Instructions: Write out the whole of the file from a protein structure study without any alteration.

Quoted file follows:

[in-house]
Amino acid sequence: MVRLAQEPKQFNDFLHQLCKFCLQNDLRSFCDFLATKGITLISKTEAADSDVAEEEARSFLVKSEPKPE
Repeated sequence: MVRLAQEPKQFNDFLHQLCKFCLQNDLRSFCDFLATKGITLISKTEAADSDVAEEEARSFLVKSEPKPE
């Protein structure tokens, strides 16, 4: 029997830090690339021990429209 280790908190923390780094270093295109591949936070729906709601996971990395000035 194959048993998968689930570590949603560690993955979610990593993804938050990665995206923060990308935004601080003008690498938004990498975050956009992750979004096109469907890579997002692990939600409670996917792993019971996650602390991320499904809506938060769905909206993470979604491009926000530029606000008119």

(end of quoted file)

[in-house]
Amino acid sequence: MVRLAQEPKQFNDFLHQLCKFCLQNDLRSFCDFLATKGITLISKTEAADSDVAEEEARSFLVKSEPKPE
Repeated sequence: MVRLAQEPKQFNDFLHQLCKFCLQNDLRSFCDFLATKGITLISKTEAADSDVAEEEARSFLVKSEPKPE
């Protein structure tokens, strides 16, 4: 029997830090690339021990429209 280790908190923390780094270093295109591949936070729906709601996971990395000035 194959048993998968689930570590949603560690993955979610990593993804938050990665995206923060990308935004601080003008690498938004990498975050956009992750979004096109469907890579997002692990939600409670996917792993019971996650602390991320499904809506938060769905909206993470979604491009926000530029606000008119």